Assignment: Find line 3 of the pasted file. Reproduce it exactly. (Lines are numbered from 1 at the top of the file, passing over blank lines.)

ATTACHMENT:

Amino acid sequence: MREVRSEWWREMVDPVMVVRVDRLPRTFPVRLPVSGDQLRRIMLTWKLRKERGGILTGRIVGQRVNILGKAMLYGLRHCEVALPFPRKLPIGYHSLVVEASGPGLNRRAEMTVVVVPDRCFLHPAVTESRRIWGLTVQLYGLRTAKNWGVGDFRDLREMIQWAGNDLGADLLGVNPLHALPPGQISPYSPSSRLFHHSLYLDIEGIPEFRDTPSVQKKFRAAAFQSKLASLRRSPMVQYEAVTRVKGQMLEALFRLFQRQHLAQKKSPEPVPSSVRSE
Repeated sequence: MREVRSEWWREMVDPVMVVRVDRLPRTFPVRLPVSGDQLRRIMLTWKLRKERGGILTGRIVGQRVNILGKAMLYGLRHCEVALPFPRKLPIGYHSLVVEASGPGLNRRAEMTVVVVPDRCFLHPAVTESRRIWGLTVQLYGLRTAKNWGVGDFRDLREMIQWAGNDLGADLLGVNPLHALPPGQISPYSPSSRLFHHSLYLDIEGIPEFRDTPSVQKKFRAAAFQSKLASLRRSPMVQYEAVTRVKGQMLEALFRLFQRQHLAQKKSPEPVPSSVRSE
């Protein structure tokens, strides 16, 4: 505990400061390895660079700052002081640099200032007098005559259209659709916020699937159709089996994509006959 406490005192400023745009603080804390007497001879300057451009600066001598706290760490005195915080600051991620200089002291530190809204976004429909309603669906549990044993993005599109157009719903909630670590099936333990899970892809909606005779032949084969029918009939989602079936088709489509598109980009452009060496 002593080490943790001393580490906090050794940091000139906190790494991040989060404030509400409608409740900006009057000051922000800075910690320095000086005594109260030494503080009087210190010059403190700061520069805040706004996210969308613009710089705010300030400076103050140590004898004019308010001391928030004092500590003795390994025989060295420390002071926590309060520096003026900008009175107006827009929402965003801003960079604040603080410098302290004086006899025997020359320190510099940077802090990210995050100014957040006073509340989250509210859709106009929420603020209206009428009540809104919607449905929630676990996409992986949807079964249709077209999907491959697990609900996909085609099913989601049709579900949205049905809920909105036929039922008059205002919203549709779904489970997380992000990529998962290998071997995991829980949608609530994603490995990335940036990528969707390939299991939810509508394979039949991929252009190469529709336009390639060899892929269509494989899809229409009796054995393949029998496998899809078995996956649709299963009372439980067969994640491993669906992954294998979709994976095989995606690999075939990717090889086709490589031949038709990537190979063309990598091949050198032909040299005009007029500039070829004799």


């Protein structure tokens, strides 16, 4: 505990400061390895660079700052002081640099200032007098005559259209659709916020699937159709089996994509006959 406490005192400023745009603080804390007497001879300057451009600066001598706290760490005195915080600051991620200089002291530190809204976004429909309603669906549990044993993005599109157009719903909630670590099936333990899970892809909606005779032949084969029918009939989602079936088709489509598109980009452009060496 002593080490943790001393580490906090050794940091000139906190790494991040989060404030509400409608409740900006009057000051922000800075910690320095000086005594109260030494503080009087210190010059403190700061520069805040706004996210969308613009710089705010300030400076103050140590004898004019308010001391928030004092500590003795390994025989060295420390002071926590309060520096003026900008009175107006827009929402965003801003960079604040603080410098302290004086006899025997020359320190510099940077802090990210995050100014957040006073509340989250509210859709106009929420603020209206009428009540809104919607449905929630676990996409992986949807079964249709077209999907491959697990609900996909085609099913989601049709579900949205049905809920909105036929039922008059205002919203549709779904489970997380992000990529998962290998071997995991829980949608609530994603490995990335940036990528969707390939299991939810509508394979039949991929252009190469529709336009390639060899892929269509494989899809229409009796054995393949029998496998899809078995996956649709299963009372439980067969994640491993669906992954294998979709994976095989995606690999075939990717090889086709490589031949038709990537190979063309990598091949050198032909040299005009007029500039070829004799």